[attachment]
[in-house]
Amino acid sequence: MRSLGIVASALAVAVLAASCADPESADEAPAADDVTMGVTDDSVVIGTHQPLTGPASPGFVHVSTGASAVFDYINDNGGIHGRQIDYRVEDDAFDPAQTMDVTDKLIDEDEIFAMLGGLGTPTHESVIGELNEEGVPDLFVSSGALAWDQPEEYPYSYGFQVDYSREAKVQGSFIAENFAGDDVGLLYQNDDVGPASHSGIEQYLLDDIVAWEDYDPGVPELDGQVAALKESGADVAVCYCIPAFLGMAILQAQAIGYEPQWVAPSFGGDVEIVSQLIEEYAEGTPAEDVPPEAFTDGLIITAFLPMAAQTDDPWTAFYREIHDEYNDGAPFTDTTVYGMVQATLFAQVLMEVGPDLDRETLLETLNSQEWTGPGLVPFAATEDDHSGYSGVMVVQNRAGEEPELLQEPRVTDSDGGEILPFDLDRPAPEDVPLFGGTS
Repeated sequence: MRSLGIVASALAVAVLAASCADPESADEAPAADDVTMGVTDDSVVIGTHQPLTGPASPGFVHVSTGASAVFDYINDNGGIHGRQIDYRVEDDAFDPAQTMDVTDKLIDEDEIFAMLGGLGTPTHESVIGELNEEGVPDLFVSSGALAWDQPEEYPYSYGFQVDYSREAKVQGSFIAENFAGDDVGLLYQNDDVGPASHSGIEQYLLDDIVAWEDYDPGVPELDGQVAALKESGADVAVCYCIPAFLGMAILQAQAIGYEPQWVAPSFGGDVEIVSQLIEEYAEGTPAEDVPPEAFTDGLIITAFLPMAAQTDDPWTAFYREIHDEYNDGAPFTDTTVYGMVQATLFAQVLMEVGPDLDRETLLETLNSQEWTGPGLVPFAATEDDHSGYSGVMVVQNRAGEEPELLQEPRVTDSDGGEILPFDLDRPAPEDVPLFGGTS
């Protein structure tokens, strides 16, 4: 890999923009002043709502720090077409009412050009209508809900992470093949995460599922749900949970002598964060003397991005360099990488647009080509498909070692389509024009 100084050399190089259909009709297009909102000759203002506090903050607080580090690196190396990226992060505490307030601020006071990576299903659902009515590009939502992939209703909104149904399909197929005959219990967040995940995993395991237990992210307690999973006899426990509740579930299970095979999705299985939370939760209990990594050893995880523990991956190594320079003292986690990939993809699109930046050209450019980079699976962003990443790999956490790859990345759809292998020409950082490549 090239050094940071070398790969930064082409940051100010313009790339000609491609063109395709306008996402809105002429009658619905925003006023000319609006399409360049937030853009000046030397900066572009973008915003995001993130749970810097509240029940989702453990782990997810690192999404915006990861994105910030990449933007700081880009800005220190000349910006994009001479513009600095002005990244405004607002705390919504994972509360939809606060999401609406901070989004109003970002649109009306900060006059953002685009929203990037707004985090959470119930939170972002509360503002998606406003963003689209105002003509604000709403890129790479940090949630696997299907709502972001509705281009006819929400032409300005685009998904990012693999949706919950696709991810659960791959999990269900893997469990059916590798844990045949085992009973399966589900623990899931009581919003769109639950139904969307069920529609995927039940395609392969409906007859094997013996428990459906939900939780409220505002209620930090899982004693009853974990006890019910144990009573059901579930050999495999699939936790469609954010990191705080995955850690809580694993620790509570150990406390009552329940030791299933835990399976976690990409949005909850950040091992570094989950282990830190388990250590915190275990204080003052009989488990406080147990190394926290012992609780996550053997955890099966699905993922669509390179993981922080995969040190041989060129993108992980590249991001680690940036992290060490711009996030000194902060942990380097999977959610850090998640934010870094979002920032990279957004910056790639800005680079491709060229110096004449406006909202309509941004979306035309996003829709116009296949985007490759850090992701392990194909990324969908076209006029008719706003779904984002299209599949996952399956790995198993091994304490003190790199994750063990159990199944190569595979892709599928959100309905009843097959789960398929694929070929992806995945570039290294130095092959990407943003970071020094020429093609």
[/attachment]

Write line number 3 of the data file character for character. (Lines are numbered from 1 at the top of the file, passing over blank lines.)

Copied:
Repeated sequence: MRSLGIVASALAVAVLAASCADPESADEAPAADDVTMGVTDDSVVIGTHQPLTGPASPGFVHVSTGASAVFDYINDNGGIHGRQIDYRVEDDAFDPAQTMDVTDKLIDEDEIFAMLGGLGTPTHESVIGELNEEGVPDLFVSSGALAWDQPEEYPYSYGFQVDYSREAKVQGSFIAENFAGDDVGLLYQNDDVGPASHSGIEQYLLDDIVAWEDYDPGVPELDGQVAALKESGADVAVCYCIPAFLGMAILQAQAIGYEPQWVAPSFGGDVEIVSQLIEEYAEGTPAEDVPPEAFTDGLIITAFLPMAAQTDDPWTAFYREIHDEYNDGAPFTDTTVYGMVQATLFAQVLMEVGPDLDRETLLETLNSQEWTGPGLVPFAATEDDHSGYSGVMVVQNRAGEEPELLQEPRVTDSDGGEILPFDLDRPAPEDVPLFGGTS